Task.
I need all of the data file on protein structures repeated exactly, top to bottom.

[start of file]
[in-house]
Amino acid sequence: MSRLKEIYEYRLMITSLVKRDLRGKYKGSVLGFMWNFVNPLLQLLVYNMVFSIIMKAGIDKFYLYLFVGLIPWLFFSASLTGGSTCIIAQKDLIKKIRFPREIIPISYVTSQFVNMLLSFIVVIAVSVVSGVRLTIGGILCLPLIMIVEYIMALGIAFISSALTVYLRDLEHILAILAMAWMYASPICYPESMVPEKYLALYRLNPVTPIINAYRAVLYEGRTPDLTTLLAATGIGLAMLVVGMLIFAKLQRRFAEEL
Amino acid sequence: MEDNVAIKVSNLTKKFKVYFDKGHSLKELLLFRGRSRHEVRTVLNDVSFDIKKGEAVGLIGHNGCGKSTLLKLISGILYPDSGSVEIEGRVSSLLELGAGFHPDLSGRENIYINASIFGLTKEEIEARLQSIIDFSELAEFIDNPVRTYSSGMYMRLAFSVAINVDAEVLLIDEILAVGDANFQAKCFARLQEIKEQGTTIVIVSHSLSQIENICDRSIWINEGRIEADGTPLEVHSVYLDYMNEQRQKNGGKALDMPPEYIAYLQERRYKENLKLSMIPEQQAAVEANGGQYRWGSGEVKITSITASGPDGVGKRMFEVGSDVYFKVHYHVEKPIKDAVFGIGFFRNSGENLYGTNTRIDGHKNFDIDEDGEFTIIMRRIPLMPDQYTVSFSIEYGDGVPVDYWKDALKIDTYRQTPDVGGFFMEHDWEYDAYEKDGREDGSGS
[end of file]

[in-house]
Amino acid sequence: MSRLKEIYEYRLMITSLVKRDLRGKYKGSVLGFMWNFVNPLLQLLVYNMVFSIIMKAGIDKFYLYLFVGLIPWLFFSASLTGGSTCIIAQKDLIKKIRFPREIIPISYVTSQFVNMLLSFIVVIAVSVVSGVRLTIGGILCLPLIMIVEYIMALGIAFISSALTVYLRDLEHILAILAMAWMYASPICYPESMVPEKYLALYRLNPVTPIINAYRAVLYEGRTPDLTTLLAATGIGLAMLVVGMLIFAKLQRRFAEEL
Amino acid sequence: MEDNVAIKVSNLTKKFKVYFDKGHSLKELLLFRGRSRHEVRTVLNDVSFDIKKGEAVGLIGHNGCGKSTLLKLISGILYPDSGSVEIEGRVSSLLELGAGFHPDLSGRENIYINASIFGLTKEEIEARLQSIIDFSELAEFIDNPVRTYSSGMYMRLAFSVAINVDAEVLLIDEILAVGDANFQAKCFARLQEIKEQGTTIVIVSHSLSQIENICDRSIWINEGRIEADGTPLEVHSVYLDYMNEQRQKNGGKALDMPPEYIAYLQERRYKENLKLSMIPEQQAAVEANGGQYRWGSGEVKITSITASGPDGVGKRMFEVGSDVYFKVHYHVEKPIKDAVFGIGFFRNSGENLYGTNTRIDGHKNFDIDEDGEFTIIMRRIPLMPDQYTVSFSIEYGDGVPVDYWKDALKIDTYRQTPDVGGFFMEHDWEYDAYEKDGREDGSGS